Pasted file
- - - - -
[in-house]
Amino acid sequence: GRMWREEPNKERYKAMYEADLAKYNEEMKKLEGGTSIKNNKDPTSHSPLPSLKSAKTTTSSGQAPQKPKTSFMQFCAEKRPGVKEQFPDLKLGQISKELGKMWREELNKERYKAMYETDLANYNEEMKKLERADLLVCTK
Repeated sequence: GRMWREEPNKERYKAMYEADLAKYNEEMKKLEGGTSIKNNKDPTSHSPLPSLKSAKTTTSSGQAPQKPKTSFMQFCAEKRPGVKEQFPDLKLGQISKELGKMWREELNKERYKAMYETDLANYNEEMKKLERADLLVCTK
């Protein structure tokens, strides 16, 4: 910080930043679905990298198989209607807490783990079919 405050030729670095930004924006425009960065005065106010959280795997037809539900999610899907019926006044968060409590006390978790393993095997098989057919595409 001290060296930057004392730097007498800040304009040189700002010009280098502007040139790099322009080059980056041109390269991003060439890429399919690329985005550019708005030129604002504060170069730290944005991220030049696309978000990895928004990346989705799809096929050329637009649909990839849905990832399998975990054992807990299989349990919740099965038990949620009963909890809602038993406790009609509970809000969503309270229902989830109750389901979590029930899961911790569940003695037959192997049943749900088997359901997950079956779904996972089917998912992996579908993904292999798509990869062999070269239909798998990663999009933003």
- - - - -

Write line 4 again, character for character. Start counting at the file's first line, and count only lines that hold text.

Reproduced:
């Protein structure tokens, strides 16, 4: 910080930043679905990298198989209607807490783990079919 405050030729670095930004924006425009960065005065106010959280795997037809539900999610899907019926006044968060409590006390978790393993095997098989057919595409 001290060296930057004392730097007498800040304009040189700002010009280098502007040139790099322009080059980056041109390269991003060439890429399919690329985005550019708005030129604002504060170069730290944005991220030049696309978000990895928004990346989705799809096929050329637009649909990839849905990832399998975990054992807990299989349990919740099965038990949620009963909890809602038993406790009609509970809000969503309270229902989830109750389901979590029930899961911790569940003695037959192997049943749900088997359901997950079956779904996972089917998912992996579908993904292999798509990869062999070269239909798998990663999009933003």